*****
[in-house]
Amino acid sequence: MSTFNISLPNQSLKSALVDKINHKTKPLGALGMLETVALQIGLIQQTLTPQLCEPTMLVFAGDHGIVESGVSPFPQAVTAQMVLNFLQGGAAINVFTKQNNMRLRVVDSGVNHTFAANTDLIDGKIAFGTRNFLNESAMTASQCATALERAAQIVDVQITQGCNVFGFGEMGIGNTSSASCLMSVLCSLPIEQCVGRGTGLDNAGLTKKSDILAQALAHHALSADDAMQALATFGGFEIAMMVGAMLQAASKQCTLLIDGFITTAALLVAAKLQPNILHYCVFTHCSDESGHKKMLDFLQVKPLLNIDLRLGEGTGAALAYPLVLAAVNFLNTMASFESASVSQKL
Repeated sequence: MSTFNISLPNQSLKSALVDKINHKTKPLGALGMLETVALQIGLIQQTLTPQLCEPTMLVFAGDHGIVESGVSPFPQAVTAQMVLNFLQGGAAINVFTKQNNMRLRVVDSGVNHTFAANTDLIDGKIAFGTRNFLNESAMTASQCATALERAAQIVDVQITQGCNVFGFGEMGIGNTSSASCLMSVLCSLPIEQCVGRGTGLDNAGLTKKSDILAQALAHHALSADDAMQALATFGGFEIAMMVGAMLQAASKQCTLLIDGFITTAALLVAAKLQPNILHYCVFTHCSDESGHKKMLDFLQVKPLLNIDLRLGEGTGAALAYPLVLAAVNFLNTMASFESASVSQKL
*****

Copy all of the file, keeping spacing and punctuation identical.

[in-house]
Amino acid sequence: MSTFNISLPNQSLKSALVDKINHKTKPLGALGMLETVALQIGLIQQTLTPQLCEPTMLVFAGDHGIVESGVSPFPQAVTAQMVLNFLQGGAAINVFTKQNNMRLRVVDSGVNHTFAANTDLIDGKIAFGTRNFLNESAMTASQCATALERAAQIVDVQITQGCNVFGFGEMGIGNTSSASCLMSVLCSLPIEQCVGRGTGLDNAGLTKKSDILAQALAHHALSADDAMQALATFGGFEIAMMVGAMLQAASKQCTLLIDGFITTAALLVAAKLQPNILHYCVFTHCSDESGHKKMLDFLQVKPLLNIDLRLGEGTGAALAYPLVLAAVNFLNTMASFESASVSQKL
Repeated sequence: MSTFNISLPNQSLKSALVDKINHKTKPLGALGMLETVALQIGLIQQTLTPQLCEPTMLVFAGDHGIVESGVSPFPQAVTAQMVLNFLQGGAAINVFTKQNNMRLRVVDSGVNHTFAANTDLIDGKIAFGTRNFLNESAMTASQCATALERAAQIVDVQITQGCNVFGFGEMGIGNTSSASCLMSVLCSLPIEQCVGRGTGLDNAGLTKKSDILAQALAHHALSADDAMQALATFGGFEIAMMVGAMLQAASKQCTLLIDGFITTAALLVAAKLQPNILHYCVFTHCSDESGHKKMLDFLQVKPLLNIDLRLGEGTGAALAYPLVLAAVNFLNTMASFESASVSQKL